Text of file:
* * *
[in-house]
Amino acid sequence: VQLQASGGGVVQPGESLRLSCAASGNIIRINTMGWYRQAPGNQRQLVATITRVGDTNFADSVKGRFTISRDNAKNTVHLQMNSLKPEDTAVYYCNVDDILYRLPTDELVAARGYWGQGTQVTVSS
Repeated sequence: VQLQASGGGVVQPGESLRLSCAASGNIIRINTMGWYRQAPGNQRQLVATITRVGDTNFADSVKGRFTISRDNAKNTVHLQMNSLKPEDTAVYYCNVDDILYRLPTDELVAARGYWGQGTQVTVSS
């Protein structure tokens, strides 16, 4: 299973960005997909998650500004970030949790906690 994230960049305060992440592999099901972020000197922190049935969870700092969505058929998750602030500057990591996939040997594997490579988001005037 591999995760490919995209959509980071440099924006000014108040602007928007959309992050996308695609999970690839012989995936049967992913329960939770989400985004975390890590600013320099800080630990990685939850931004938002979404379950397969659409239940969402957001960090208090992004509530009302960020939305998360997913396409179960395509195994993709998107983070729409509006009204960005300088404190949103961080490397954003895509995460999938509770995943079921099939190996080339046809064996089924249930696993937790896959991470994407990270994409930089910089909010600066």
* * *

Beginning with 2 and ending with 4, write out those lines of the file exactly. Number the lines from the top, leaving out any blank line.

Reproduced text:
Amino acid sequence: VQLQASGGGVVQPGESLRLSCAASGNIIRINTMGWYRQAPGNQRQLVATITRVGDTNFADSVKGRFTISRDNAKNTVHLQMNSLKPEDTAVYYCNVDDILYRLPTDELVAARGYWGQGTQVTVSS
Repeated sequence: VQLQASGGGVVQPGESLRLSCAASGNIIRINTMGWYRQAPGNQRQLVATITRVGDTNFADSVKGRFTISRDNAKNTVHLQMNSLKPEDTAVYYCNVDDILYRLPTDELVAARGYWGQGTQVTVSS
């Protein structure tokens, strides 16, 4: 299973960005997909998650500004970030949790906690 994230960049305060992440592999099901972020000197922190049935969870700092969505058929998750602030500057990591996939040997594997490579988001005037 591999995760490919995209959509980071440099924006000014108040602007928007959309992050996308695609999970690839012989995936049967992913329960939770989400985004975390890590600013320099800080630990990685939850931004938002979404379950397969659409239940969402957001960090208090992004509530009302960020939305998360997913396409179960395509195994993709998107983070729409509006009204960005300088404190949103961080490397954003895509995460999938509770995943079921099939190996080339046809064996089924249930696993937790896959991470994407990270994409930089910089909010600066």